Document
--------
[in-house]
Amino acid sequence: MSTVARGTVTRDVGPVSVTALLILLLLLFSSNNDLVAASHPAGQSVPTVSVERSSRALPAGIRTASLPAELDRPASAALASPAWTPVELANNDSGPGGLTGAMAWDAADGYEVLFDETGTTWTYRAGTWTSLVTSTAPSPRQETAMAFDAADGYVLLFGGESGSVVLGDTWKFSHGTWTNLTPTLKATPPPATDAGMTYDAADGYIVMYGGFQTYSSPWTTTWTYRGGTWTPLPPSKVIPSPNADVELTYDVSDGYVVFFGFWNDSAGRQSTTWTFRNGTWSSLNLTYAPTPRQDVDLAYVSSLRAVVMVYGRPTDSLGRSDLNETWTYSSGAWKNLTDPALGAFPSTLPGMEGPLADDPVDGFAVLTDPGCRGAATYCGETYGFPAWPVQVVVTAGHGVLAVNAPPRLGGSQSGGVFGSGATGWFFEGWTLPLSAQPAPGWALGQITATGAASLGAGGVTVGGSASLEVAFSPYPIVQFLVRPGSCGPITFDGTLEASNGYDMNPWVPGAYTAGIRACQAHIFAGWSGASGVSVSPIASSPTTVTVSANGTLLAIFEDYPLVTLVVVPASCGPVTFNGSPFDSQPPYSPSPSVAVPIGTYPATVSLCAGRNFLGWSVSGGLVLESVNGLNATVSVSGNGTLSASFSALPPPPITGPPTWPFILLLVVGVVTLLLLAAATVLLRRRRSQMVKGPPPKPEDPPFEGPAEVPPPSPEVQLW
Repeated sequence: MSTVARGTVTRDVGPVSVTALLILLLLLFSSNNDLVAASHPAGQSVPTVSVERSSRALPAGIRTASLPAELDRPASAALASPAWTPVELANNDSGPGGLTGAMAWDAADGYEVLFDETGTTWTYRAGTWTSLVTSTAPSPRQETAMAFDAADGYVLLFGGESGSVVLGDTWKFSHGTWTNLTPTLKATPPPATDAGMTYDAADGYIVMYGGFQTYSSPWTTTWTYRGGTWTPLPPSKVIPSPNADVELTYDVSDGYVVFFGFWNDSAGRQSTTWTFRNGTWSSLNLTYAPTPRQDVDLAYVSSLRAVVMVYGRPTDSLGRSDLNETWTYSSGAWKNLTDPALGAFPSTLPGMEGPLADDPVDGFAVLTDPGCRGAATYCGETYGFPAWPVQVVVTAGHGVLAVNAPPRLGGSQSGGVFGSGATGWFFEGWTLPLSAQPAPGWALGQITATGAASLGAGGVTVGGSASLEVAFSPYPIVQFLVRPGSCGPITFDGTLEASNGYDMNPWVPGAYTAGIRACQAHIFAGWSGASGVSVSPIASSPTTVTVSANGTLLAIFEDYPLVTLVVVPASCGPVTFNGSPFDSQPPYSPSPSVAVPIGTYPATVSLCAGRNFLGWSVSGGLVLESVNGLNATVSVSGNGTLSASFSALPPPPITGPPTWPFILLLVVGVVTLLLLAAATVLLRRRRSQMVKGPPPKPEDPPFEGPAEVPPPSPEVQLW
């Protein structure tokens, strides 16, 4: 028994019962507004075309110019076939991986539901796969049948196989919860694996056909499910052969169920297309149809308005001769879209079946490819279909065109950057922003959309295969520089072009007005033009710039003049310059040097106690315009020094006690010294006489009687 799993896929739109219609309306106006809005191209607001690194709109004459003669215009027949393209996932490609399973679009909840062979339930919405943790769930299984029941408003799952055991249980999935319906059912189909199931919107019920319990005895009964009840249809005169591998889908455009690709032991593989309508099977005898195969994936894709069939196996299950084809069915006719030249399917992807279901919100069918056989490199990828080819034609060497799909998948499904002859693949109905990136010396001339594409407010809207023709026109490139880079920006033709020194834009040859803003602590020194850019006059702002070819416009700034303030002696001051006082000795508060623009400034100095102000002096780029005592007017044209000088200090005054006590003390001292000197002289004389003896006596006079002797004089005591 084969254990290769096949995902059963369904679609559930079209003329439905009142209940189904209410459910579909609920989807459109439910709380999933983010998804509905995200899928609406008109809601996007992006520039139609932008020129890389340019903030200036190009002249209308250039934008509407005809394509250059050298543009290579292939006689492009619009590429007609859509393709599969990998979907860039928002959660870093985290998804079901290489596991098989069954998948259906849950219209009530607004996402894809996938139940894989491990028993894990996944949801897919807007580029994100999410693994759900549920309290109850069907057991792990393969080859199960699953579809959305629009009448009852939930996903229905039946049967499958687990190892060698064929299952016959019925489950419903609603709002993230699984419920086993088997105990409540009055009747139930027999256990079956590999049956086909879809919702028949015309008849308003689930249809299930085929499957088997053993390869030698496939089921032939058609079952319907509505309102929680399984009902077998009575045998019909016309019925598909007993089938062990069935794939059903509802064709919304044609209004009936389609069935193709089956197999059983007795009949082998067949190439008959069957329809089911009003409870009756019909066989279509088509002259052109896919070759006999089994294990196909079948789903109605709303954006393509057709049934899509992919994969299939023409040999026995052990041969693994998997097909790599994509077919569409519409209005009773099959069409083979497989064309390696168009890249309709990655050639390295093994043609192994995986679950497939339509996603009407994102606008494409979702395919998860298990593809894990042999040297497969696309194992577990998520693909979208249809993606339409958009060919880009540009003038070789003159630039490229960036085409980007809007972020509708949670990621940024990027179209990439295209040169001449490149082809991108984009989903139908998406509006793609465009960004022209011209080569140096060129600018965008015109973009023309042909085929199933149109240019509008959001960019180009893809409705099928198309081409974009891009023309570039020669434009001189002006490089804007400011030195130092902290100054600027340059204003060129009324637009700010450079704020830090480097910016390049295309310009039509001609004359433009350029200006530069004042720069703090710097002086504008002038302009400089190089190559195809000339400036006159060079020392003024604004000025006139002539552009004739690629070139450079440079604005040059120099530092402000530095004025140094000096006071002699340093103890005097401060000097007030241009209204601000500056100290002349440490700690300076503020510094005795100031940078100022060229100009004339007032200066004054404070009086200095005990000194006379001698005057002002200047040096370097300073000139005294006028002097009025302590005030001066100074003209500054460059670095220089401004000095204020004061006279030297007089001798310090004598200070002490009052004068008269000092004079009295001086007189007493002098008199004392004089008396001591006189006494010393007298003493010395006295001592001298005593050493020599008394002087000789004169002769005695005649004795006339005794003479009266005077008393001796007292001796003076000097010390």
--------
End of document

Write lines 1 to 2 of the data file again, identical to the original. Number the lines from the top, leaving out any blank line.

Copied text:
[in-house]
Amino acid sequence: MSTVARGTVTRDVGPVSVTALLILLLLLFSSNNDLVAASHPAGQSVPTVSVERSSRALPAGIRTASLPAELDRPASAALASPAWTPVELANNDSGPGGLTGAMAWDAADGYEVLFDETGTTWTYRAGTWTSLVTSTAPSPRQETAMAFDAADGYVLLFGGESGSVVLGDTWKFSHGTWTNLTPTLKATPPPATDAGMTYDAADGYIVMYGGFQTYSSPWTTTWTYRGGTWTPLPPSKVIPSPNADVELTYDVSDGYVVFFGFWNDSAGRQSTTWTFRNGTWSSLNLTYAPTPRQDVDLAYVSSLRAVVMVYGRPTDSLGRSDLNETWTYSSGAWKNLTDPALGAFPSTLPGMEGPLADDPVDGFAVLTDPGCRGAATYCGETYGFPAWPVQVVVTAGHGVLAVNAPPRLGGSQSGGVFGSGATGWFFEGWTLPLSAQPAPGWALGQITATGAASLGAGGVTVGGSASLEVAFSPYPIVQFLVRPGSCGPITFDGTLEASNGYDMNPWVPGAYTAGIRACQAHIFAGWSGASGVSVSPIASSPTTVTVSANGTLLAIFEDYPLVTLVVVPASCGPVTFNGSPFDSQPPYSPSPSVAVPIGTYPATVSLCAGRNFLGWSVSGGLVLESVNGLNATVSVSGNGTLSASFSALPPPPITGPPTWPFILLLVVGVVTLLLLAAATVLLRRRRSQMVKGPPPKPEDPPFEGPAEVPPPSPEVQLW